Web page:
“[T]he humanists inspired by Petrarch and later Erasmus and Thomas More saw themselves as helping to rebuild Christendom by returning it to its ancient roots. They believed the study of classical languages and literatures, neglected in the Middle Ages (a period concept they invented), could improve character and create a love for wisdom and true piety,” writes Harvard University professor James Hankins in American Affairs. His essay argues that most modern attempts at defending the study of the humanities fall short.

[M]any modern academics still appreciate the real humanities, the humanities some teachers and some students still love. They know the soul of the humanities is prolonged contact with the great literature and philosophy of the past, the integration of the young into a cultural tradition, the discovery of the self in the mirror of great minds. They know that to defend the humanities by selling only the extrinsic benefits of humanistic study sells them short. But they no longer believe that the real goals of the humanities can be explained in so many words to those who today control the university’s purse strings. They think they have to use the camouflage of science, technology, and economic productivity to preserve public goodwill for their vocation…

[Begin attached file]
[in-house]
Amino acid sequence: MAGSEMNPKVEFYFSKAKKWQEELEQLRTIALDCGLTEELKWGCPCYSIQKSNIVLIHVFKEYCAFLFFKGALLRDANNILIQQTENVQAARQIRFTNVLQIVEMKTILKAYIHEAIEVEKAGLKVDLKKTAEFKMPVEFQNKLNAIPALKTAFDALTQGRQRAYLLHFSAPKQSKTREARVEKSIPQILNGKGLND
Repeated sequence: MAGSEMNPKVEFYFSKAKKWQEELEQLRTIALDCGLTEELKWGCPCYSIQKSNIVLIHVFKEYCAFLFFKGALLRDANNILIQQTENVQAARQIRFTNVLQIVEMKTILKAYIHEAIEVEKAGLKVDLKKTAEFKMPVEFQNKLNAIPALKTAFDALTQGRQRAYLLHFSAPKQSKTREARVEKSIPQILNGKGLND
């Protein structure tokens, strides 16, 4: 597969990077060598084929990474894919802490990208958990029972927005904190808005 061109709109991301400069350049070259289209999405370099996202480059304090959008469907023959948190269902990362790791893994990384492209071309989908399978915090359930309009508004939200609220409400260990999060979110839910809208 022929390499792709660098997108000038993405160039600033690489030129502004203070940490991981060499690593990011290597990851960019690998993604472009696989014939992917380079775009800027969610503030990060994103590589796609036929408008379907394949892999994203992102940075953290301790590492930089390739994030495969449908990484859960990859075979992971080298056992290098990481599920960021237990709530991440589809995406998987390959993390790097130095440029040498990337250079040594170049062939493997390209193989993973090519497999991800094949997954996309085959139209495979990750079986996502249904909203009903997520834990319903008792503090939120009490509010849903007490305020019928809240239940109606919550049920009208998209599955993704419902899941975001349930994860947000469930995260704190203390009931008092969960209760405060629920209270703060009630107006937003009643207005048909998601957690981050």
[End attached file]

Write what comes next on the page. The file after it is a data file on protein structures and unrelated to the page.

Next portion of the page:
De-moralizing the humanities—turning them into a set of skills, into a training in empathy, into politics by other means, or into handmaidens of the natural sciences—is a misguided strategy. Their moralizing purpose will always flow back in. The best way to disrupt the current pattern of decline in the humanities is to return them to their original, now discarded purpose of challenging cultural complacency by holding aloft what is best in our civilization.

He proposes defending the humanities on better terms: for their ability to develop the human character and sense of judgment.

At their origin in the Renaissance the humanities were not just a collection of old books studied by antiquarian enthusiasts. They emerged on the scene to challenge what they saw as political, cultural, and educational degeneracy. From the beginning—and perhaps never more than now—thejustification of humanities lies in the fact that they have always been poised to expose the soulless routine of our education and the moral complacency of our elites.

Finally, a case for the traditional humanities has to include a reorientation of teaching towards the formation of character and judgment. In the study of literature, history, philosophy, and the arts we need to abandon the refusal to make “value judgments” characteristic of demoralized modern culture. We need instead to teach a more courageous sort of discernment: to declare what is good and bad in our arts and our literature, to defend our convictions about the best way to live.

The whole essay is well worth reading and re-reading.

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